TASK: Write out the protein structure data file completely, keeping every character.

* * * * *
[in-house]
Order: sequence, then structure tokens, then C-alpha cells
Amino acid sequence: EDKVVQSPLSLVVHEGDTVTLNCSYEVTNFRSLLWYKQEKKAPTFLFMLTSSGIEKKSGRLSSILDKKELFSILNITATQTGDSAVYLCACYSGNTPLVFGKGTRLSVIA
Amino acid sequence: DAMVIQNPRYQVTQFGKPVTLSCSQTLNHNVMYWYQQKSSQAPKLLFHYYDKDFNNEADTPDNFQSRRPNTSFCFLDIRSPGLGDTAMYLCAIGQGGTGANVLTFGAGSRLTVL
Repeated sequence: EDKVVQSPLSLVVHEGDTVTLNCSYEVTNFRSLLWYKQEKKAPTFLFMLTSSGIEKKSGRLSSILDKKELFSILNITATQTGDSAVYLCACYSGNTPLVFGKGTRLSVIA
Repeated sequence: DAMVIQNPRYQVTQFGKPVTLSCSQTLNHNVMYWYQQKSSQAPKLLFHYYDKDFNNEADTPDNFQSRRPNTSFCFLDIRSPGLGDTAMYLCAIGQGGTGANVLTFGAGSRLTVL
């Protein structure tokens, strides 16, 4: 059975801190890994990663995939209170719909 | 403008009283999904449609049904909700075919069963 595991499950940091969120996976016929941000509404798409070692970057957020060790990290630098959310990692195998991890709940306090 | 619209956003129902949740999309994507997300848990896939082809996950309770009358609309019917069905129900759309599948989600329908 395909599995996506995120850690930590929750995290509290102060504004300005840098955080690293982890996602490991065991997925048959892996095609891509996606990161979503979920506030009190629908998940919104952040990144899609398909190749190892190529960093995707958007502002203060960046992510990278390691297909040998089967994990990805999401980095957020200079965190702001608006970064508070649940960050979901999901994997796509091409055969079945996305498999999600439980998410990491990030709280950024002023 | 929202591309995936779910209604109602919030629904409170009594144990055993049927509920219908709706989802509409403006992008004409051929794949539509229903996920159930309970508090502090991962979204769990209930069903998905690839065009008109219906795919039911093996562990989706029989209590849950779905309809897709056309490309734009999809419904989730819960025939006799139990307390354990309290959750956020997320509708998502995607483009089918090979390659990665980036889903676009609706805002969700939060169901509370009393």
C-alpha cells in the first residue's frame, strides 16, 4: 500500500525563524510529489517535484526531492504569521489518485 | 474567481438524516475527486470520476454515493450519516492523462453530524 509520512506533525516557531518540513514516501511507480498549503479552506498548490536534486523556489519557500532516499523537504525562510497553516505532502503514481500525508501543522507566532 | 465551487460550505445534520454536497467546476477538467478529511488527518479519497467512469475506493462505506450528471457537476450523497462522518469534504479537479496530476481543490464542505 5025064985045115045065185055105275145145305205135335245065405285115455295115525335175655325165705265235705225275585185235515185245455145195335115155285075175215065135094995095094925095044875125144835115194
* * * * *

[in-house]
Order: sequence, then structure tokens, then C-alpha cells
Amino acid sequence: EDKVVQSPLSLVVHEGDTVTLNCSYEVTNFRSLLWYKQEKKAPTFLFMLTSSGIEKKSGRLSSILDKKELFSILNITATQTGDSAVYLCACYSGNTPLVFGKGTRLSVIA
Amino acid sequence: DAMVIQNPRYQVTQFGKPVTLSCSQTLNHNVMYWYQQKSSQAPKLLFHYYDKDFNNEADTPDNFQSRRPNTSFCFLDIRSPGLGDTAMYLCAIGQGGTGANVLTFGAGSRLTVL
Repeated sequence: EDKVVQSPLSLVVHEGDTVTLNCSYEVTNFRSLLWYKQEKKAPTFLFMLTSSGIEKKSGRLSSILDKKELFSILNITATQTGDSAVYLCACYSGNTPLVFGKGTRLSVIA
Repeated sequence: DAMVIQNPRYQVTQFGKPVTLSCSQTLNHNVMYWYQQKSSQAPKLLFHYYDKDFNNEADTPDNFQSRRPNTSFCFLDIRSPGLGDTAMYLCAIGQGGTGANVLTFGAGSRLTVL
């Protein structure tokens, strides 16, 4: 059975801190890994990663995939209170719909 | 403008009283999904449609049904909700075919069963 595991499950940091969120996976016929941000509404798409070692970057957020060790990290630098959310990692195998991890709940306090 | 619209956003129902949740999309994507997300848990896939082809996950309770009358609309019917069905129900759309599948989600329908 395909599995996506995120850690930590929750995290509290102060504004300005840098955080690293982890996602490991065991997925048959892996095609891509996606990161979503979920506030009190629908998940919104952040990144899609398909190749190892190529960093995707958007502002203060960046992510990278390691297909040998089967994990990805999401980095957020200079965190702001608006970064508070649940960050979901999901994997796509091409055969079945996305498999999600439980998410990491990030709280950024002023 | 929202591309995936779910209604109602919030629904409170009594144990055993049927509920219908709706989802509409403006992008004409051929794949539509229903996920159930309970508090502090991962979204769990209930069903998905690839065009008109219906795919039911093996562990989706029989209590849950779905309809897709056309490309734009999809419904989730819960025939006799139990307390354990309290959750956020997320509708998502995607483009089918090979390659990665980036889903676009609706805002969700939060169901509370009393």
C-alpha cells in the first residue's frame, strides 16, 4: 500500500525563524510529489517535484526531492504569521489518485 | 474567481438524516475527486470520476454515493450519516492523462453530524 509520512506533525516557531518540513514516501511507480498549503479552506498548490536534486523556489519557500532516499523537504525562510497553516505532502503514481500525508501543522507566532 | 465551487460550505445534520454536497467546476477538467478529511488527518479519497467512469475506493462505506450528471457537476450523497462522518469534504479537479496530476481543490464542505 5025064985045115045065185055105275145145305205135335245065405285115455295115525335175655325165705265235705225275585185235515185245455145195335115155285075175215065135094995095094925095044875125144835115194